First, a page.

This year Carlos Manzano received his PhD from the Simonich lab (Project 5), and moved on from the OSU Superfund Research Center (SRC).
His research with the SRC focused on the development of new analytical techniques for the analysis of PAHs in complex environmental samples. With Dr. Simonich, he developed an analytical method using comprehensive two dimensional GC (GCxGC/ToF-MS) to analyze around 90 PAHs in one chromatographic run, using a highly orthogonal column combination. For his PhD thesis, they wanted to focus specifically on oxy-PAHs and alkyl-PAHs, which were part of other SRP projects at OSU. They got some standards from other groups, and regularly collaborated with other cores and projects.
During his training, he received a prestigious 2012 Student Paper Award from the American Chemical Society (ACS). His work was published in ES & T.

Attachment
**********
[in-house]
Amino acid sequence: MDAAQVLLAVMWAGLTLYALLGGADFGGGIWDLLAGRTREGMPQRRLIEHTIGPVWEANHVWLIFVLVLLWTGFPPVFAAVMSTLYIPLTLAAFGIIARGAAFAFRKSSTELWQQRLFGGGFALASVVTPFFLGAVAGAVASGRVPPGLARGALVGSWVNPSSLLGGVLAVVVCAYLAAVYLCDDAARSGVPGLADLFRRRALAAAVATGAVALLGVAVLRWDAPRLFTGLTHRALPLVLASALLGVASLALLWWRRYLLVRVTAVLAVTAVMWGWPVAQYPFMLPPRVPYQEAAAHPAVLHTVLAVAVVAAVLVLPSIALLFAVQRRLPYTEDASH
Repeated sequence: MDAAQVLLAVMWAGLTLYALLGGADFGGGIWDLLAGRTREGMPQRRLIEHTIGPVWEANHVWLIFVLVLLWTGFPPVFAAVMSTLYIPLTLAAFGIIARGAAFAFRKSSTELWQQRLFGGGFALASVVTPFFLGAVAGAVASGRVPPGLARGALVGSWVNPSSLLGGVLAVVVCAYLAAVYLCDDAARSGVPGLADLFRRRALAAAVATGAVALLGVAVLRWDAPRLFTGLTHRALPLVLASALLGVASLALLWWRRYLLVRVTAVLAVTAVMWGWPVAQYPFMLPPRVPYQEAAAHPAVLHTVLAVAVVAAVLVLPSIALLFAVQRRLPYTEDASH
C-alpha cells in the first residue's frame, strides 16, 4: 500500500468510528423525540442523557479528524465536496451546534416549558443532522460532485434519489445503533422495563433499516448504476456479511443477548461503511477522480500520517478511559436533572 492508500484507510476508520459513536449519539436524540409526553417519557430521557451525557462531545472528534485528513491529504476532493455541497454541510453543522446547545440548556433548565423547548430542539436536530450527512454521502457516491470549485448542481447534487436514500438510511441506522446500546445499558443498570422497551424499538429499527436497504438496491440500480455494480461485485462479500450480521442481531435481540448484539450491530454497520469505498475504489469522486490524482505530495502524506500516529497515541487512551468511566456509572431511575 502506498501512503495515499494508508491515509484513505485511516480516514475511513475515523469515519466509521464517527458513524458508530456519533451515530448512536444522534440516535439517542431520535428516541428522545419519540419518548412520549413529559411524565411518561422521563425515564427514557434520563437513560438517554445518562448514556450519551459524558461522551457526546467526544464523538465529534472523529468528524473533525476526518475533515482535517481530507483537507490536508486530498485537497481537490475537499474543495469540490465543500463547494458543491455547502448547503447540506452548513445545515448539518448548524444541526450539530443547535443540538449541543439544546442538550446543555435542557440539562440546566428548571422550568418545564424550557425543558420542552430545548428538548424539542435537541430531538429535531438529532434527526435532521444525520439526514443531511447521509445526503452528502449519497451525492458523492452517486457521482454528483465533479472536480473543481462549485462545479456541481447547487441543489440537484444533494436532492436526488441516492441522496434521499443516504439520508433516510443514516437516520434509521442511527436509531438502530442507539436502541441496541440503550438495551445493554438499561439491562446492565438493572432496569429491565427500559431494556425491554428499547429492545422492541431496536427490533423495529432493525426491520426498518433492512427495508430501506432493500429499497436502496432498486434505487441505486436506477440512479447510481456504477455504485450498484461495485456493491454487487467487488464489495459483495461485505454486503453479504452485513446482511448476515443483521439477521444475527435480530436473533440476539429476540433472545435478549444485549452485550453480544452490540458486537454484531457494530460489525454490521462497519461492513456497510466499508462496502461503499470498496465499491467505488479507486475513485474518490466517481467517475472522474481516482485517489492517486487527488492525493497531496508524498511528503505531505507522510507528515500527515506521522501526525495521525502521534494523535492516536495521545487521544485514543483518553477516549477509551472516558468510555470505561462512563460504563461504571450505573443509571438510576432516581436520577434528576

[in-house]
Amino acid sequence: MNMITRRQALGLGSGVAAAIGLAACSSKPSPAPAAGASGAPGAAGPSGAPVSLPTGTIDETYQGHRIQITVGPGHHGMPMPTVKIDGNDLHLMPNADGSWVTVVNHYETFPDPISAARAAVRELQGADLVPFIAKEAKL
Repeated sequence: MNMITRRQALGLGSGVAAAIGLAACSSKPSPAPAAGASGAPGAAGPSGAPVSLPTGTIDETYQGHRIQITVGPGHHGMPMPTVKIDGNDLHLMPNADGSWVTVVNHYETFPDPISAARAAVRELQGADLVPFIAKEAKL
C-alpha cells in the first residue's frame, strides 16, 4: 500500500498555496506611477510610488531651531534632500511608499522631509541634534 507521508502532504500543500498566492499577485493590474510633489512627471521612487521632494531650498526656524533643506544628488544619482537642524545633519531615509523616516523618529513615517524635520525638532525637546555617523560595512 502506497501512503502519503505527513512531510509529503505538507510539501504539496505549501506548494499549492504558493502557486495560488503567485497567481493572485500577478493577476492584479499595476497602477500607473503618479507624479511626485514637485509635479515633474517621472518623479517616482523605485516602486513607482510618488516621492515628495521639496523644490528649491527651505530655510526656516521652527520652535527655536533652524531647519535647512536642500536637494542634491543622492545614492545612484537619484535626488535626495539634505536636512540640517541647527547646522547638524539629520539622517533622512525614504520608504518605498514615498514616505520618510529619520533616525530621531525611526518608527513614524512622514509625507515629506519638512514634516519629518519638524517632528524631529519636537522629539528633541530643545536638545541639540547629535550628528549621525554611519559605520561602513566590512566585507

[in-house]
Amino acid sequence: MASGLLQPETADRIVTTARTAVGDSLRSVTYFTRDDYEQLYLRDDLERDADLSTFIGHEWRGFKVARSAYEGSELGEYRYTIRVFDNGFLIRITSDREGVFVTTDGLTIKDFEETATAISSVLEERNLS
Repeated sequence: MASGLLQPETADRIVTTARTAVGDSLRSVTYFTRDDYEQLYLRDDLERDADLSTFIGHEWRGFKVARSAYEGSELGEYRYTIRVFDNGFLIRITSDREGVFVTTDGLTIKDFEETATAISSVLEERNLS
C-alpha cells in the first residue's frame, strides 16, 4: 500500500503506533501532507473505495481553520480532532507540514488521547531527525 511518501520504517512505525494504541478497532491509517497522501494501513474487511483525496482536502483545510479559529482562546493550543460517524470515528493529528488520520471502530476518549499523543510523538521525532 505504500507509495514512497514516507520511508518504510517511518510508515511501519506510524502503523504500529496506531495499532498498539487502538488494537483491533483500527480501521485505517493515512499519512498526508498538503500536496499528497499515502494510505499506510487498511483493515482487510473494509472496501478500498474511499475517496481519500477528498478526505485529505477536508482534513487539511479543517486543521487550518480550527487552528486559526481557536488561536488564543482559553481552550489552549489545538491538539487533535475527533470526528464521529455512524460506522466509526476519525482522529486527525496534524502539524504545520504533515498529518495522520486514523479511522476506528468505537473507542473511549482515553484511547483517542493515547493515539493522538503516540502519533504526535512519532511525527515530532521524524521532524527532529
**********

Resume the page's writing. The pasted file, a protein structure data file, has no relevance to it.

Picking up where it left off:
Manzano C, Hoh E, Simonich SM. Optimization of Column Selection for Separation of Complex Polycyclic Aromatic Hydrocarbons Mixtures using GCxGC/ToF-MS. Environmental Science and Technology, 46, 7677-7684.
Manzano’s PhD thesis helped him get his current position. He is now holding a postdoctoral Visiting Fellowship in Canadian Laboratories, working in the Canada Centre for Inland Waters as part of the Aquatics Contaminants Research Division of Environment Canada, located in Burlington, Ontario. His research focuses on novel methods and analysis of polycyclic aromatic compounds in oil sands sediments, precipitation and snow samples. The goals are to expand the list of PACs to match reported industry emissions and to identify new PACs that characterize atmospheric emissions from bitumen upgraders as well as dust from mining and refinery waste.
Thanks to the SRP funding and meetings I was also able to meet my
current supervisors and share with them my research interests (I met
them at SETAC Long Beach in 2012).